Willie Nelson looked like a natural in his brief appearance in "The Electric Horseman." In fact, his disembodied baritone remained the most satisfying, evocative element in the show.
The somewhat embarrassing revelation of "Honeysuckle Rose," opening today at area theaters, is that Willie Nelson doesn't appear ready to carry a leading role. He looks faintly preposterous as the bone of contention in this flimsily contrived romantic triangle about country-western show folk.
Nelson appears too withdrawn or inexperienced to come out of his grizzled shell and articulate the passionate impulses or sheer vanity that lead the character he portrays -- country singer/bandleader Buck Bonham -- into romantic folly. As a result, the acting load shifts to the women devoted to Buck. As his admirable wife Viv, Dyan Cannon shoulders the burden so deftly that she may save the movie from sappy collapse. As Lily, the adorning young thing who coaxes Buck into a brief affair, Amy Irving is such a quivery love-smitten doe that Cannon's performance seems heroically magnified. Irving's tremulous exertions keep threatening to nudge the movie over that sappy brink.
The plot of "Honeysuckle Rose" is borrowed from "Intermezzo" the 1939 tear-jerker in which David O. Selznick introduced Ingrid Bergman to American audiences by remaking one of her Swedish films. Nelson and Irving play country-western adaptations of the classical musicians originally portrayed by Leslie Howard and Bergman.
Buck Bonham is presented as a celebrated love object. He makes no romantic overtures. Lily already idolizes him, confessing that she's been going to sleep since girlhood with his songs in her heart. The hero doesn't have to lift a finger to get this ingenue into bed; Buck evidently does it all with his haunting lyrics.
There's a messy intramural aspect to the affair, and it aggravates the weaknesses in Nelson's characterization. Lily is the daughter of Buck's grand old sideman and crony Garland (played by Slim Pickens, mellowing into a more imposing and invaluable comic institution with every passing year and role). As the story begins, the band is coming off a tour. Buck rejoins Viv and their little boy. During this break Garland decides to retire. At Viv's suggestion, Lily is hired to replace her father temporarily for the ensuing tour.
The affair blossoms as soon as the band hits the road again. Viv, a former vocalist who looks after the Bonham ranch and business arrangements, gets wind of things and forces a crisis by turning up for a surprise look-see. What she discovers provokes a sensation at a concert: She walks on stage after Buck and Lily have finished a cozy duet and announces that the marriage is finished. "Isn't that the kinda thing country songs are all about?" Viv asks ironically in the shocked aftermath.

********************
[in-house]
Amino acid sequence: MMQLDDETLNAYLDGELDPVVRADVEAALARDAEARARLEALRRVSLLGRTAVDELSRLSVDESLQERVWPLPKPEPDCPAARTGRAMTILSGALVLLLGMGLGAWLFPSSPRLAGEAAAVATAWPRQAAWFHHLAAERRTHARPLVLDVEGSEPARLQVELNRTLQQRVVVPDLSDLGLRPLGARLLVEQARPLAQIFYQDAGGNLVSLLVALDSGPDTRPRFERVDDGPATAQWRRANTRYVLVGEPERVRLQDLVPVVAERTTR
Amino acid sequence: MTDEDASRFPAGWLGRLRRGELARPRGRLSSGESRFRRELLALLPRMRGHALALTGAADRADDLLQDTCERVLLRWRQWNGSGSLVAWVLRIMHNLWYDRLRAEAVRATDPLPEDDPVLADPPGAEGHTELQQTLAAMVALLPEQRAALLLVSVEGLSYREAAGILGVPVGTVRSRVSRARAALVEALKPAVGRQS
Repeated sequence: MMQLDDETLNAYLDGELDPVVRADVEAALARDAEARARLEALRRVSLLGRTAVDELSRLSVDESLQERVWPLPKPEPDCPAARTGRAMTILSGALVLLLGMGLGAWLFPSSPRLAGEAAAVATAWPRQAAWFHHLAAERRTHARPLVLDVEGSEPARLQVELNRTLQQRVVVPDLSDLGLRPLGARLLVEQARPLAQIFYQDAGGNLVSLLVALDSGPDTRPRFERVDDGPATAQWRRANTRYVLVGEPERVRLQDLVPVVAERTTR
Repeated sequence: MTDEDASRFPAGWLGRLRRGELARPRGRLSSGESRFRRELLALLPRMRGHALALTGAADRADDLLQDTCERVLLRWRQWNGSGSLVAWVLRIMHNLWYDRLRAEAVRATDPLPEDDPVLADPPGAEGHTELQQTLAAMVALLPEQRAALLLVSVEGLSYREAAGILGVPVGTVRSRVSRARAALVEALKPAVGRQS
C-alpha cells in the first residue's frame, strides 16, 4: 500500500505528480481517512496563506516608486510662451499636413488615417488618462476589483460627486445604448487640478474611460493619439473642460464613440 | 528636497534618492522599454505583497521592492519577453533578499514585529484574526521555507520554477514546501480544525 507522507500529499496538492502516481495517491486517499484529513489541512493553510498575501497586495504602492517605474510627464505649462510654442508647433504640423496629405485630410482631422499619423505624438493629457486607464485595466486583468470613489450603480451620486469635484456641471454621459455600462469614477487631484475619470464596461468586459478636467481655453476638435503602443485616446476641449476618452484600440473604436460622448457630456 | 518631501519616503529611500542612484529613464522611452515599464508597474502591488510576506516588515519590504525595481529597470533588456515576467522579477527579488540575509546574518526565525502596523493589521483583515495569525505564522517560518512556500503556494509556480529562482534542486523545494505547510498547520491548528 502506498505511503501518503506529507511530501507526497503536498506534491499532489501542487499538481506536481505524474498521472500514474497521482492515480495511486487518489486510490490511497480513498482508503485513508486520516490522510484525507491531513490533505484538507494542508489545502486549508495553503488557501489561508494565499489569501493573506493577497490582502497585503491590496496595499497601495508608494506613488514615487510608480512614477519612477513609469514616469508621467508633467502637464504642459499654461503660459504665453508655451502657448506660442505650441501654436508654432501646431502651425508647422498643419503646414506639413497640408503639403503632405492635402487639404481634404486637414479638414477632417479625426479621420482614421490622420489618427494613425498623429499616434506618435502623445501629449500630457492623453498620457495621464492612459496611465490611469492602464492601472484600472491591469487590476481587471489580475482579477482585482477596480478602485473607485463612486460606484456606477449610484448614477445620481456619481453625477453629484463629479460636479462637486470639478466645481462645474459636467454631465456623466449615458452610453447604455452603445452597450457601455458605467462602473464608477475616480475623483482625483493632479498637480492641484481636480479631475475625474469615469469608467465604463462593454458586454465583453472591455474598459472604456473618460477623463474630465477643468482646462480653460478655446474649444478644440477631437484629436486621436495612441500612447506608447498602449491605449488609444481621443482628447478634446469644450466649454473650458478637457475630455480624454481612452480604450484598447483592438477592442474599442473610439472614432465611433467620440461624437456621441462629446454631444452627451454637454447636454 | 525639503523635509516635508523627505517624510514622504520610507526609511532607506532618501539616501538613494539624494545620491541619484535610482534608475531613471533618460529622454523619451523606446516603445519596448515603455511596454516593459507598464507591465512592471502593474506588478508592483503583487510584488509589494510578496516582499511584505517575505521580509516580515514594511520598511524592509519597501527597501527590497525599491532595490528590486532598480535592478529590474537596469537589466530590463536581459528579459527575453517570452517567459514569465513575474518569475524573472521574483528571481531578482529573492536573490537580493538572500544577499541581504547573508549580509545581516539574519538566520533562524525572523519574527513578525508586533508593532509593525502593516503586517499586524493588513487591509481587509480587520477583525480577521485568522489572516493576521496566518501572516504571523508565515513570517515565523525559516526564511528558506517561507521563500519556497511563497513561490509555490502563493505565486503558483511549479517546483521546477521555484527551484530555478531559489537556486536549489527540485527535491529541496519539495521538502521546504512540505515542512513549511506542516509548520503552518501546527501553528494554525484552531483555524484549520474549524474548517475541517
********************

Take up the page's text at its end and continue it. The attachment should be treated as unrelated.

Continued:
Leslie Howard satisfied popular notions of a melancholy, painfully sensitive gentleman. Nelson's resembles one of the favorite codgers of my boyhood, Gabby Hayes, incongruously disguised as a squaw man. The connotations ain't the same.
Nelson needs to demonstrate an active attraction to Amy Irving if one is to make sufficient sense of Buck's betrayal of wife and friend. His passivity makes the affair look rather insignificant to Buck, who appears to indulge a show-biz form of droit de seigneur by taking advantage of Lily's infatuation. Given his longstanding relationships with Viv and Garland, there would appear to be more compelling reasons for him to avoid getting entangld with this particular young admirer.
Was the script always underwritten or did the filmmakers shy away from testing Nelson's acting range? Obvisously, it was hoped that the songs would be suggestive enough to camouflage the dramatic holes. Whenever a decisive dramatic confrontation is needed, the remedy is "Sing, Willie, sing!"
With "The Seduction of Joe Tynan" and "Honeysuckle Rose," Jerry Schatzberg has demonstrated considerable improvement as a director. But he overindulges one particular editing device in "Honeysuckle Rose" -- cutting from the performance of a song in public to little illustrative details of the band traveling and socializing that occur perhaps before and perhaps after the performance itself. The most annoying affectation of this kind occurs when Emmylou Harris appears briefly for a duet with Nelson.
Schatzberg's technique remains too slack and wayward for my taste, but it's no longer detached to the point of inertia. In addition, "Joe Tynan" and "Honeysuckle Rose" suggest that Schatzberg may help to bring out the best in certain actresses. Barbara Harris and Meryl Streep were wonderful in the former. Dyan Cannon does wonders for the latter.
She seems to have gotten a second wind, beginning with her delightful supporting bits in "Heaven Can Wait" and "Revenge of the Pink Panther." Now more attractive and resourceful than ever, she endows Vic Bonham with a subtle but always comprehensible play of emotions.
The concluding sequence, in which Viv must decide whether to forgive Buck's infidelity, would be dead without Cannon's ability to suggest the ambivalence felt by this proud, affectionate and ultimately wise show-business spouse. In the closing number, Cannon's acting is far more eloquent than Nelson's crooning. The leading lady rescues a vehicle meant to enhance the image of her leading man.